The programme also notes that “a special place in Ukraine’s economy should be occupied by companies from the high-tech field”.

The programme also includes support and development of the national cultural product.  A separate item covers modernisation and digitisation of libraries, book collections and archives.

The programme also mentions the following spheres as priorities: cultural diversity, protection of cultural heritage, making Ukrainian the sole state language, ensuring the development of the cultures of national minorities, preservation of cultural traditions and handing them over to future generations.  

The People’s Front party’s programme in the context of cultural and creative industries focuses primarily on issues of protection of the information space and building an array of Ukrainian-language cultural products (primarily television-based).

Their programme includes providing comprehensive support to national Ukrainian cultural industries, state protection of all national languages, protection of the information space, and the creation of a competitive media market and strong public media.

The Batkivshchyna party is in favour of maintaining the status of Ukrainian as the sole state language across the entire territory of Ukraine.

In its programme, the Obyednannya Samopomich [Self-reliance] promises to fight for the creation of a knowledge-based economy, move education in the direction of developing creative thinking, the production of innovation, creation of new technologies and a new social reality, prevention of discrimination and barriers, the introduction of long distance forms of employment, accessibility and universality of design to help people with disabilities overcome isolation.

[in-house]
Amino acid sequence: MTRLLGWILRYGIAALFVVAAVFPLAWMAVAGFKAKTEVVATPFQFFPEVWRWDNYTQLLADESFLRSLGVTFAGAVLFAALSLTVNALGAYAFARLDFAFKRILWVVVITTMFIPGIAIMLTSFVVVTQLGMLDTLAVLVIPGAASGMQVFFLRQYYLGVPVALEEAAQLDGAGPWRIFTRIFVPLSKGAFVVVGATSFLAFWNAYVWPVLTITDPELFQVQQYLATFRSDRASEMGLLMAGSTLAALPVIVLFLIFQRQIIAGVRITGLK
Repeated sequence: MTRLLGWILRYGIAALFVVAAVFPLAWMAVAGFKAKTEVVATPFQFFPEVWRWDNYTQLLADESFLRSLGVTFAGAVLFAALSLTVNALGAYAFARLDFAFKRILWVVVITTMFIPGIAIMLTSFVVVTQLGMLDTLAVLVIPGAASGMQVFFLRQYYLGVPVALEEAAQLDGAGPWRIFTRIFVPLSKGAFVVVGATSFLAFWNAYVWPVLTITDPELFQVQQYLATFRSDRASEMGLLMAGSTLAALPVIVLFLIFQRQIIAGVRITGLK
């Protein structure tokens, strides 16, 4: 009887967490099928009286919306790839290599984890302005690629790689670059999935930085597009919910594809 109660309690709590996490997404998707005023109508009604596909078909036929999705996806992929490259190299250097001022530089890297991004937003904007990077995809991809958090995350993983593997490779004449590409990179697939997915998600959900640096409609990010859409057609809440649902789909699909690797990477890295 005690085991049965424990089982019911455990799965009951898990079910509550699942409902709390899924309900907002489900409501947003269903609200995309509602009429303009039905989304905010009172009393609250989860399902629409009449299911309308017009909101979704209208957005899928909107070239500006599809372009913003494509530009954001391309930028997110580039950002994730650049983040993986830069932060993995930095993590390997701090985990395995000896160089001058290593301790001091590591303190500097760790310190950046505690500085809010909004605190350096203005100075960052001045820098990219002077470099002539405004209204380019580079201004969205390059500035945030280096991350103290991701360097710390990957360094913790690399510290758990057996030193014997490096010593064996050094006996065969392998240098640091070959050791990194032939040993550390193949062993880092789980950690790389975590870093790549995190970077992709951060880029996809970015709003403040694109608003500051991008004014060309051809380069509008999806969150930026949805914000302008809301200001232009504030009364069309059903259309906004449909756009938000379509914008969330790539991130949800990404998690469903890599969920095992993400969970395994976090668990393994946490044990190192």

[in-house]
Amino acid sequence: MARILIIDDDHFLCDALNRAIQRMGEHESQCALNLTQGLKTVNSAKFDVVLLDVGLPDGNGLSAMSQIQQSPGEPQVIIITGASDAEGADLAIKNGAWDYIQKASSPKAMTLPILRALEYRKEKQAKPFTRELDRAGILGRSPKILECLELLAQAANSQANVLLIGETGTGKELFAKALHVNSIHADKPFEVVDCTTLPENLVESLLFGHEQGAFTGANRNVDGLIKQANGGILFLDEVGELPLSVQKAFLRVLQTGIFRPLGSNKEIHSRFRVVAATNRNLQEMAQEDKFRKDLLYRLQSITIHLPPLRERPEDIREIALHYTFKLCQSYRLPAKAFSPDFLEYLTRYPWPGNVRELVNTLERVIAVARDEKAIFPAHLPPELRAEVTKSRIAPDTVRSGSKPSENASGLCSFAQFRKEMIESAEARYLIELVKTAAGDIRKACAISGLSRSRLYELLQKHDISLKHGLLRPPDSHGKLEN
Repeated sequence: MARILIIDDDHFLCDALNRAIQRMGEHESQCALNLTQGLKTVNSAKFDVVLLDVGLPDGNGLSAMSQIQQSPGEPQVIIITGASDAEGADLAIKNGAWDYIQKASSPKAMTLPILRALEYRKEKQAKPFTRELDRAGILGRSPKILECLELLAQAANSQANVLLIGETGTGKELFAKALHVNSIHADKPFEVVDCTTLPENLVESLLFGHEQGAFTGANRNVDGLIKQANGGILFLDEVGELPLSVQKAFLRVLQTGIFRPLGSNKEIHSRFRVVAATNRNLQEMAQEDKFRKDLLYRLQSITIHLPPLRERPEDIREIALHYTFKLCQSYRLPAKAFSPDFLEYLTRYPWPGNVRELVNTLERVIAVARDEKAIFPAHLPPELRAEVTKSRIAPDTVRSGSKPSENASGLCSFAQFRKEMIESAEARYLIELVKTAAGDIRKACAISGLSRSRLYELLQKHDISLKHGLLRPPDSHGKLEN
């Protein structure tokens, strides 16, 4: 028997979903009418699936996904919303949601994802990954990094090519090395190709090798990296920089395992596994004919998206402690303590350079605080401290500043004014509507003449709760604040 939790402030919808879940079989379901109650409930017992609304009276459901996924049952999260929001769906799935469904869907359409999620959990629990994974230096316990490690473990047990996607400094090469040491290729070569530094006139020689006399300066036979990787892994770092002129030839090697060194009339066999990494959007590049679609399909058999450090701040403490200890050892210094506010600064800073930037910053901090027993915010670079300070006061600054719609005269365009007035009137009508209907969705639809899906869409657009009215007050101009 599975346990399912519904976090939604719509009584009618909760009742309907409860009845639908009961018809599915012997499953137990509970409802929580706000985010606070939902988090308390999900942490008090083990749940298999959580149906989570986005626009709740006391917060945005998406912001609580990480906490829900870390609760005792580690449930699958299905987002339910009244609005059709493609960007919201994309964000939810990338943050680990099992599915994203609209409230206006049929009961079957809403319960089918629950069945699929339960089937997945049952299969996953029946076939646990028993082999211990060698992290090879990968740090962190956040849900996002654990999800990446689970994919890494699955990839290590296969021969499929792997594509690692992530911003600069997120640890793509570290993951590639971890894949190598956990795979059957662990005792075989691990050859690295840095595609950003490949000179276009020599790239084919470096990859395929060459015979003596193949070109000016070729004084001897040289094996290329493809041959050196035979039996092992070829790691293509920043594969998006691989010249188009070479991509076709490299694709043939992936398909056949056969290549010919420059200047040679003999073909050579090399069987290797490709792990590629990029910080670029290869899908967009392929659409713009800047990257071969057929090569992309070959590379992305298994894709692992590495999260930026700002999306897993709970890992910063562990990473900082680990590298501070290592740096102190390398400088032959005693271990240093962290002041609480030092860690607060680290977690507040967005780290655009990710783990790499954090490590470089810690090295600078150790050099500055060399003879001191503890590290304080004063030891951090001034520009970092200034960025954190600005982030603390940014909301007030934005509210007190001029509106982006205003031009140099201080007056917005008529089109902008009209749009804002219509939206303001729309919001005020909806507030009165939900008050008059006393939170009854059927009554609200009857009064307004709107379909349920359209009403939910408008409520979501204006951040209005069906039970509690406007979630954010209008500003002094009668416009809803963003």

This programme also declares “the combination of science, education and business by creating powerful university-based scientific and educational centres and stimulating scientific research” as well as “liberalisation of tax legislation relating to sponsorship and patronage of education, science, culture and sport”. 

Radical Party of Oleh Lyashko: The party’s manifesto does not touch upon issues of culture.

In its programme, the Revival party covers tax exemption for patronage-related contributions to cultural projects; the possibility of communities to independently determine the priorities of cultural traditions and preservation of monuments; full enforcement of the rights of religious communities and the promotion of construction of religious buildings.

People’s Will parliamentary group: Cultural issues are virtually absent in the programme. The group’s political sentiment on issues of cultural policy is reflected by MPs Yevhen Rybchynskyy and Mykhaylo Poplavskyy.